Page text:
1) Neonatal abstinence syndrome
If mothers are using opioids (legal and illegal) during pregnancy, their baby is exposed to the medication and becomes use to it.
After delivery, the baby no longer receives these medications and develops signs of withdrawal. This is called neonatal abstinence syndrome (NAS).
2) Signs of neonatal abstinence syndrome
Babies with NAS may:
- Show neurological abnormalities,including:
- A high-pitched cry.
- Generalized convulsions.
- Excessive sucking or rooting.
- Sleeping less.
- Having tense muscles.
- Have feeding and digestive problems,including:
- Poor feeding.
- Have a fever.
- Have several different shades of skin colour (mottled).
- Breathe too fast.
NAS develops in 50% to 75% of babies born to mothers who use opioids (Casper 2014). It can start between 1 and 10 days after delivery and last up to several months (Kocherlakota 2014). The timing and severity of NAS depend on:
- The type and amount of opioids
- The time of the mother’s last use of opioids.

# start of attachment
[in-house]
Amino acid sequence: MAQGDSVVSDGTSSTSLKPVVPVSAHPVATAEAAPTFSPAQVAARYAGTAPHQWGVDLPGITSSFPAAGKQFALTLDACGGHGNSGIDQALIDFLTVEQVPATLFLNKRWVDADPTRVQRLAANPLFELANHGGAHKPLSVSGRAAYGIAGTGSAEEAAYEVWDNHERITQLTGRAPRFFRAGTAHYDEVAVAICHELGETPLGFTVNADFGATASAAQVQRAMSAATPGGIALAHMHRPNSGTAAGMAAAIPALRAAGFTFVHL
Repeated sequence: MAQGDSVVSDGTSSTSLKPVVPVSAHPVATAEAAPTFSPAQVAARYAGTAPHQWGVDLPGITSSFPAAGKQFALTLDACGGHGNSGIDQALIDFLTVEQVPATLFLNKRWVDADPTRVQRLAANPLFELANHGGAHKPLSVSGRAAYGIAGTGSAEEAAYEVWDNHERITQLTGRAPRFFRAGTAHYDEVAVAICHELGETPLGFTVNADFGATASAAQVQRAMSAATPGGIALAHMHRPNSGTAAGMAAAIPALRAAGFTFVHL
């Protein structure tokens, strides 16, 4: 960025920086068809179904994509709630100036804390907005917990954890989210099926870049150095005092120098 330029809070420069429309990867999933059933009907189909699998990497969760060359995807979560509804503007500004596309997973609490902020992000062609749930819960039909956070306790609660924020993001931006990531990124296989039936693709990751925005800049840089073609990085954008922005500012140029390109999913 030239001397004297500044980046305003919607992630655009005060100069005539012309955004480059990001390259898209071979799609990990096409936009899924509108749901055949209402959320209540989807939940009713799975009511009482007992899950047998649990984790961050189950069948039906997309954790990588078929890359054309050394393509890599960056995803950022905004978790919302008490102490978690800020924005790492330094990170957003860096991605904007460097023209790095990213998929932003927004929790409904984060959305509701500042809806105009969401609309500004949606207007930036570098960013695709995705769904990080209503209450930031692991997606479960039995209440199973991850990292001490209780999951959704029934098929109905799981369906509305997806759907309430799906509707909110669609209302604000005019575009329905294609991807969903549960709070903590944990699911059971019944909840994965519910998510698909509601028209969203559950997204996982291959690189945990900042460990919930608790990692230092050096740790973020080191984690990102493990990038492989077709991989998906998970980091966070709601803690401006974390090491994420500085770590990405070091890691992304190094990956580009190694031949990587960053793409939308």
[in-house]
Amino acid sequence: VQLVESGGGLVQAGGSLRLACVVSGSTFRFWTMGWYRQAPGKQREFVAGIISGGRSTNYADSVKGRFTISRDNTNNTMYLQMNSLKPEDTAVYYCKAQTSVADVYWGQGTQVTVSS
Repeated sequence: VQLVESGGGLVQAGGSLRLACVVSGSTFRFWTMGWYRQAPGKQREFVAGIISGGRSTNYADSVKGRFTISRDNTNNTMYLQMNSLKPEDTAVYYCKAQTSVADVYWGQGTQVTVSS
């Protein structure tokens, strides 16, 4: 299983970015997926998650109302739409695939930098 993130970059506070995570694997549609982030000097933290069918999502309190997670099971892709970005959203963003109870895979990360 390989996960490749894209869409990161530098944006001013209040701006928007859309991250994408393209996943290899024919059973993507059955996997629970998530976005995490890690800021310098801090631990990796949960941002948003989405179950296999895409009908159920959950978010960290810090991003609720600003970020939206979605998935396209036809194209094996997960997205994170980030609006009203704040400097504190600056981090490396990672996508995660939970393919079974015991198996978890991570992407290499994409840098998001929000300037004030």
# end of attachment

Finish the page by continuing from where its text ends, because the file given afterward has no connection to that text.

- The number of opioids used.
- How long opioids were used during the pregnancy.
3) Effects of neonatal abstinence syndrome
Over the longer term, babies who have had NAS are at an increased risk of sudden infant death syndrome (SIDS) and abnormalities in brain development.
4) Caring for babies with neonatal abstinence syndrome
Traditionally, babies born with NAS were cared for in a hospital neonatal intensive care unit (NICU). These units are generally high-stress environments that may limit a mother’s access to her baby.
More recently, babies who are full term or near term and are medically stable are cared for by their mothers in hospital but outside of the NICU (Lacaze-Masmonteil 2018). The benefits of this include the following (MacMillan 2018; MacVicar 2019; Wachman 2018):
- Mothers and babies being in a less stressful environment
- Higher rates of mothers starting to breastfeed
- Babies spending more time skin-to-skin
- Babies needing less medication to treat NAS
- Babies requiring less time in hospital
- Lower treatment costs for healthcare systems
5) Breastfeeding babies with neonatal abstinence syndrome
Mothers need to ensure that they meet the criteria for safe breastfeeding before proceeding.
Breastfeeding babies with NAS (Favara 2019; Wu 2018):
- Reduces the amount of time they spend in hospital.
- Decreases the severity of NAS.
- Decreases the amount of medication they need.
These benefits may come from (Bogen 2019):
- The calming effect of breastfeeding.
- The qualities of breast milk.
- Healthier gut bacteria (microbiome).
- The small amounts of opoids in breast milk that may help the baby to withdraw.